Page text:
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The Senate Intelligence Committee has been grilling Silicon Valley giants like Facebook, Twitter, and Google lately, to investigate the extent of foreign influence in the 2016 presidential election, and today was Twitter's turn, in the form of its CEO and co-founder Jack Dorsey.

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According to the Washington Post, Committee Chairman Richard Burr (R-NC) framed the hearing with optimism about social media's long-term future, but added: "[W]e've also learned about how vulnerable social media is to corruption and misuse. The very worst examples of this are absolutely chilling and a threat to our democracy."

Vice chair Mark Warner (D-VA) asked Dorsey if Twitters users had a right to know if they were interacting with a bot, and the CEO appeared to choose his words carefully: "We can certainly label and add context to accounts that come through our API. Where it becomes a lot trickier is where automation is actually scripting our website to look like a human actor. So as far as we can label and we can identify these automations we can label them -- and I think that is useful context."

Dorsey added that Twitter was using computers powered by artificial intelligence to identify bots by their behaviors on the social network, rather than by what country the account user appeared to be connecting from, or other more traditional methods of spotting fakery.

Why is Twitter in the hot seat?

Twitter has been under pressure to remove accounts operated by prominent neo-Nazis and other right-wing extremists, but progress has been slow. Part of this is due to potential legal issues relating to free speech, but Twitter itself is also deeply rooted in anti-establishment sensibilities, going back to its original founding members.

Dorsey initially rejected calls to remove conspiracy theorist Alex Jones on the grounds that, in Dorsey's view, Jones had not violated Twitter's terms of service.

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Jones received a one-week ban last month, but according to the Wall Street Journal, Dorsey overruled his staff when they proposed making the ban permanent. Jones has already been banned from YouTube, Facebook, and Spotify, but he was spotted in the audience behind Dorsey during today's Senate hearing.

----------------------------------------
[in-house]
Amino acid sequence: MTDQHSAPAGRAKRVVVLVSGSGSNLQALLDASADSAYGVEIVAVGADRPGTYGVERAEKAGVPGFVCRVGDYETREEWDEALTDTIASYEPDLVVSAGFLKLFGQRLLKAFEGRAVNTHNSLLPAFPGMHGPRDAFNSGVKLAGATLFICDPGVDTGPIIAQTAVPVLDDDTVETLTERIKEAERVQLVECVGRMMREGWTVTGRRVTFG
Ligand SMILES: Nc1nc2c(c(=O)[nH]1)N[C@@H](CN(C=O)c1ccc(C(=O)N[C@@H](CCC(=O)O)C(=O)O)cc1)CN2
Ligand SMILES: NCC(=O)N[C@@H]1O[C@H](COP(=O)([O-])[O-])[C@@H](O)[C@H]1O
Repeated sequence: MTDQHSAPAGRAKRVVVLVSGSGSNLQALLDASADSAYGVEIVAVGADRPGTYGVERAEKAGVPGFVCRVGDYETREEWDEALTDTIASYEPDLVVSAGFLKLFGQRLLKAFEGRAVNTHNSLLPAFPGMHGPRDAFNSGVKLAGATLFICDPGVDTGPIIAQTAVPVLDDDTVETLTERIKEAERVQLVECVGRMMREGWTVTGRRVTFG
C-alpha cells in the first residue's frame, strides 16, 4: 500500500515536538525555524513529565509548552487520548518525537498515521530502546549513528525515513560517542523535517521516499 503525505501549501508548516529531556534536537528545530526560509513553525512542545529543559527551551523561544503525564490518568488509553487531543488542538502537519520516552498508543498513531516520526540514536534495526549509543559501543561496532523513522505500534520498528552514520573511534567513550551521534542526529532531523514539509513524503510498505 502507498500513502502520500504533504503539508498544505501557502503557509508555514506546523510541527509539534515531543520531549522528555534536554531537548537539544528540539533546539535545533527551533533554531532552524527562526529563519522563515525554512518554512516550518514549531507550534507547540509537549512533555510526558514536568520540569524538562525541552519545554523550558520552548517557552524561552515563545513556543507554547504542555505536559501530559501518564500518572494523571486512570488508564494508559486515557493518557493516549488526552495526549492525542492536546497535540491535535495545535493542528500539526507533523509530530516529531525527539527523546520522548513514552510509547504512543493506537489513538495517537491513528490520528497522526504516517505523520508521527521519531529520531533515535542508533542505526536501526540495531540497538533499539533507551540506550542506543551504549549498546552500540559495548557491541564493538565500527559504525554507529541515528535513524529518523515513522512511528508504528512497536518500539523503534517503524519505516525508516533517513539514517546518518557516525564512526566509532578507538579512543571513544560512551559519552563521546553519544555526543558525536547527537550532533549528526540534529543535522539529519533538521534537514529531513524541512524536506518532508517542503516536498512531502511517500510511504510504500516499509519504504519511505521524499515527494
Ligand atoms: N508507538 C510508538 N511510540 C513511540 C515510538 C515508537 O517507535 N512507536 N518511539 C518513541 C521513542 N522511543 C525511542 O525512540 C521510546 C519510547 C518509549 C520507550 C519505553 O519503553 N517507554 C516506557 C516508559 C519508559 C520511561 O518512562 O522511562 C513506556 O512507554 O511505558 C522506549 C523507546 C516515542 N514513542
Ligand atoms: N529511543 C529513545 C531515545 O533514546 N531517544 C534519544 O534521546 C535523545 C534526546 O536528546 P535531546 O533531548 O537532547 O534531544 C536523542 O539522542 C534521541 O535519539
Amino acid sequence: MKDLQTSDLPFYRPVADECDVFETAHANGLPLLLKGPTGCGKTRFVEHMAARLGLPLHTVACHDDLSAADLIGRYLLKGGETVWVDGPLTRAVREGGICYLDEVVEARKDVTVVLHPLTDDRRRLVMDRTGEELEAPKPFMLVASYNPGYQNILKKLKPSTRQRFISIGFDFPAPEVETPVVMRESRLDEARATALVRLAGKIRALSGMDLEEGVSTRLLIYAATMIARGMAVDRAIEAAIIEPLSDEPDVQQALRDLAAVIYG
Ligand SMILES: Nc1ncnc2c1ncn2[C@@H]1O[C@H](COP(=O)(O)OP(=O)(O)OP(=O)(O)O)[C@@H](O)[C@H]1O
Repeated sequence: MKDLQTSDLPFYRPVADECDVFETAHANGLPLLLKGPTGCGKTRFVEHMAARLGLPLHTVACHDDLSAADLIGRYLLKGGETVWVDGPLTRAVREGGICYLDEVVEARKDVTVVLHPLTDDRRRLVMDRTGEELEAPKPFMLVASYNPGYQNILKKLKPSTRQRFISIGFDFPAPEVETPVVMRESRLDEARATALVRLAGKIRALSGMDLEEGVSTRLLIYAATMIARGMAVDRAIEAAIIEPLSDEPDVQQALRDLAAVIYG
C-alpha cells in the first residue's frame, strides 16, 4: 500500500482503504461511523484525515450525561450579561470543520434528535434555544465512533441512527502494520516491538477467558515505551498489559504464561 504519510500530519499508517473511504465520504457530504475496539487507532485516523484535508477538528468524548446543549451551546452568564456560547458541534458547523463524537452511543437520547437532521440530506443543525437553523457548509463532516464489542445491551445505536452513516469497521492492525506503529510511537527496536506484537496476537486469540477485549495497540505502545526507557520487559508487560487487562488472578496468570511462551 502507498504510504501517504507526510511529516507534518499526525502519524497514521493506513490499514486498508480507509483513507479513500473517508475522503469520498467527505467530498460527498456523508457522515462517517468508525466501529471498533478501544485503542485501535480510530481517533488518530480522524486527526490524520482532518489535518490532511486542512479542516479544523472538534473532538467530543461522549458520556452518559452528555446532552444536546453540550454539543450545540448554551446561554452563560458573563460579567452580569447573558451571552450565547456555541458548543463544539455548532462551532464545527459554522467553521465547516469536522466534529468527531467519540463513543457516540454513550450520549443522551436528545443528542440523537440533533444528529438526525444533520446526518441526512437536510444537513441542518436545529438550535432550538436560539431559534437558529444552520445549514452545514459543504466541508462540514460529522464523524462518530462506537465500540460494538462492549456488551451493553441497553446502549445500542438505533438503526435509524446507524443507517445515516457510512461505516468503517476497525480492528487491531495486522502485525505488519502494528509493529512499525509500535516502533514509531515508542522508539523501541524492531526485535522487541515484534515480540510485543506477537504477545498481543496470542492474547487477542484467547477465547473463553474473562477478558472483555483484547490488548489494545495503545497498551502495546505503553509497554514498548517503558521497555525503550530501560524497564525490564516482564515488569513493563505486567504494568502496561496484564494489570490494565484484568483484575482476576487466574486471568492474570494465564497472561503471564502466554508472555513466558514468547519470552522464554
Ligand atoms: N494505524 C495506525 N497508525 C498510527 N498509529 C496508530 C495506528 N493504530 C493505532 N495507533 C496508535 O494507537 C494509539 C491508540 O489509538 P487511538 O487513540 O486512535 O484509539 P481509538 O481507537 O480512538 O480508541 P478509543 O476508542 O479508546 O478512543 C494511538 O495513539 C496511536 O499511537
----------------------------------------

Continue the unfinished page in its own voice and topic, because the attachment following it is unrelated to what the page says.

Twitter has been deleting and suspending a large number of suspected bot accounts over the last several months, including a wave of several million per day in July. One study in March estimated that up to 48 million accounts were operated by bots that were producing up to 15 percent of all tweets on the network. Twitter itself estimated in February that more than 27 million accounts were fake. At the time, the network claimed 319 million monthly active users.

In response to Senator Warner's question, Dorsey expanded upon the notion of publicly tagging suspected bot accounts: "It's an idea that we have been considering over the past few months. It's really a question of the implementation, but we are interested in it. And we are going to do something along those lines."

The takeaways

  • Twitter CEO Jack Dorsey was questioned by the Senate Intelligence Committee in a hearing in Washington, D.C., today about foreign political influence on his social network, and Dorsey said that the company was considering adding public badges to accounts that were suspected of bot activity.
  • Twitter has been under pressure to clean up the fake accounts controlled by bots; in February, the company estimated that over 27 million of its accounts were fake, and an independent study said that this number could be as high as 48 million. Twitter counted 319 million monthly active users at the time.

See also

Tom McNamara is a Senior Editor for CNET's Download.com. He mainly covers Windows, mobile and desktop security, games, Google, streaming services, and social media. Tom was also an editor at Maximum PC and IGN, and his work has appeared on CNET, PC Gamer, MSN.com, and Salon.com. He's also unreasonably proud that he's kept the same phone for more than two years.